A Model Partnership for Protect, Restore, and Connect
Spanning more than 6 miles long and 2.5 miles wide, San Vicente Redwoods is a keystone property in the Santa Cruz Mountains, connecting 27,500 acres of contiguous protected woodland.
It is home to 90 ancient redwoods, as well as a variety of rare, threatened, and endangered plants and animals, including the California red-legged frog, Shreve and Oracle oaks, and Anderson’s manzanita. Many of California’s signature mammals also roam here: mountain lions, black-tailed deer, bobcats, and coyotes. San Vicente’s ecological health impacts the entire region. The property provides drinking water for the town of Davenport and Santa Cruz and clean flows for streams supporting imperiled fish such as endangered coho salmon and threatened steelhead trout.
Protect and Restore
Under the threat of development and subdivision, San Vicente Redwoods received a reprieve in 2011 when our partners Sempervirens Fund and Peninsula Open Space Trust (POST) purchased the property for $30 million. Save the Redwoods League purchased a conservation easement for $16.9 million to protect the land forever. The League ensures protection of features such as old-growth redwoods, directs restoration projects, and monitors timber harvests.
Restoration will speed the return of old-growth forest characteristics, such as giant coast redwoods, which store huge amounts of carbon and help mitigate climate change. Work in the restoration reserve areas of the property is funded partially through our partners’ sustainable harvesting of young redwoods and other trees in the working forest part of the property. Our partners have applied strict guidelines for sustainable wood harvesting while permanently protecting the features we all value: old redwoods, habitat for endangered wildlife, clean waterways, and access to recreation.
Phase one of the Deadman Gulch restoration project has been completed, which entailed thinning 110 acres of young, overcrowded forest—a consequence of past clear-cutting. Our research has shown that the forest responds positively to thinning, which gives bigger trees room and resources to reach their potential to grow large and reduces the risk of severe wildfires by eliminating excess fuels. In 2019, logs were placed in San Vicente Creek to restore pools for endangered coho salmon and threatened steelhead trout.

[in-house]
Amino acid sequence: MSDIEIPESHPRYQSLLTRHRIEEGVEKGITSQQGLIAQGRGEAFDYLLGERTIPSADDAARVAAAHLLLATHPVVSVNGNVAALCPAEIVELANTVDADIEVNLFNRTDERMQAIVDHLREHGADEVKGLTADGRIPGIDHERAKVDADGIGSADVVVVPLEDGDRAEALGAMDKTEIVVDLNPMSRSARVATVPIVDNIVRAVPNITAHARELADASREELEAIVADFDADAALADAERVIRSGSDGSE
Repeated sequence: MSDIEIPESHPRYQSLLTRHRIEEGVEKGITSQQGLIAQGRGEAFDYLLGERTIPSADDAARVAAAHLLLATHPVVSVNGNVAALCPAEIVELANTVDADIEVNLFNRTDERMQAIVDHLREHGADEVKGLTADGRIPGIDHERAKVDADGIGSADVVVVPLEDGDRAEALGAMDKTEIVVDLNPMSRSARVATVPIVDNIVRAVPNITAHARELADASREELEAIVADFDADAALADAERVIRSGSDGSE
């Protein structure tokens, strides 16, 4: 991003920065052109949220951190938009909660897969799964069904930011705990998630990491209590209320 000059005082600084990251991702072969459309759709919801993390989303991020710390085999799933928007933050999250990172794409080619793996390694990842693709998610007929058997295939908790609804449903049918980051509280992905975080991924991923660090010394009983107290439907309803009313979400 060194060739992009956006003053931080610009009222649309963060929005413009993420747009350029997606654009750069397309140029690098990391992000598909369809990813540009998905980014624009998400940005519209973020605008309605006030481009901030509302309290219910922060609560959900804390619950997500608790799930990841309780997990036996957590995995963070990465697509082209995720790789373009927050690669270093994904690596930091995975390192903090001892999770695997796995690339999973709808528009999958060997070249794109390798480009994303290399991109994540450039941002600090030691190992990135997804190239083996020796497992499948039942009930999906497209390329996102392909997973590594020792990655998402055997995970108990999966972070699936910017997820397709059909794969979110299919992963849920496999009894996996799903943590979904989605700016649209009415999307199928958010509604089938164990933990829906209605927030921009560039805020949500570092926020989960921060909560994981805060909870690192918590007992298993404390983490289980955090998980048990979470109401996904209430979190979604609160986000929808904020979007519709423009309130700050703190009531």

Our restoration progress would not be possible without local community involvement. Volunteers have assisted in invasive plant removal. The Amah Mutsun Tribal Band participated in the partners’ prescribed burn in October 2016 and helped to plant 5,500 coast redwood and Douglas-fir seedlings in the Deadman Gulch Restoration Reserve and Working Forest unit in winter 2021.
In addition, scientists are conducting research studies at San Vicente, including Chris Wilmers of the University of California, Santa Cruz, who has been researching mountain lions. The property is so vast that wide-ranging mountain lions have established several nurseries here.
In fall 2020, most of San Vicente burned in the CZU Lightning Complex fire—roughly half of it at high severity. It appears that the work we’ve done to reduce the density of trees in fire-prone areas and create shaded fuel breaks may have helped to reduce some fire severity. The League and our partners are actively refining our restoration vision to incorporate the impacts of the fire and guide our current restoration thinning and prescribed burning projects so the property will be more resilient in future wildfires.
The League, Sempervirens Fund, POST, and the Land Trust of Santa Cruz County plan to provide public access to 38 miles of trails in San Vicente Redwoods for millions of people in the San Francisco Bay Area and surrounding communities. While public access planning is delayed due to impacts of the 2020 CZU Lightning Complex fire, the trails will ultimately feature spectacular views of the California coastline and will give visitors a look at a forest recovering from clearcutting and wildfire. Through public access, San Vicente Redwoods will meet ecological, social, and economic needs, advancing shared goals on a single property that serves people and wildlife of the region.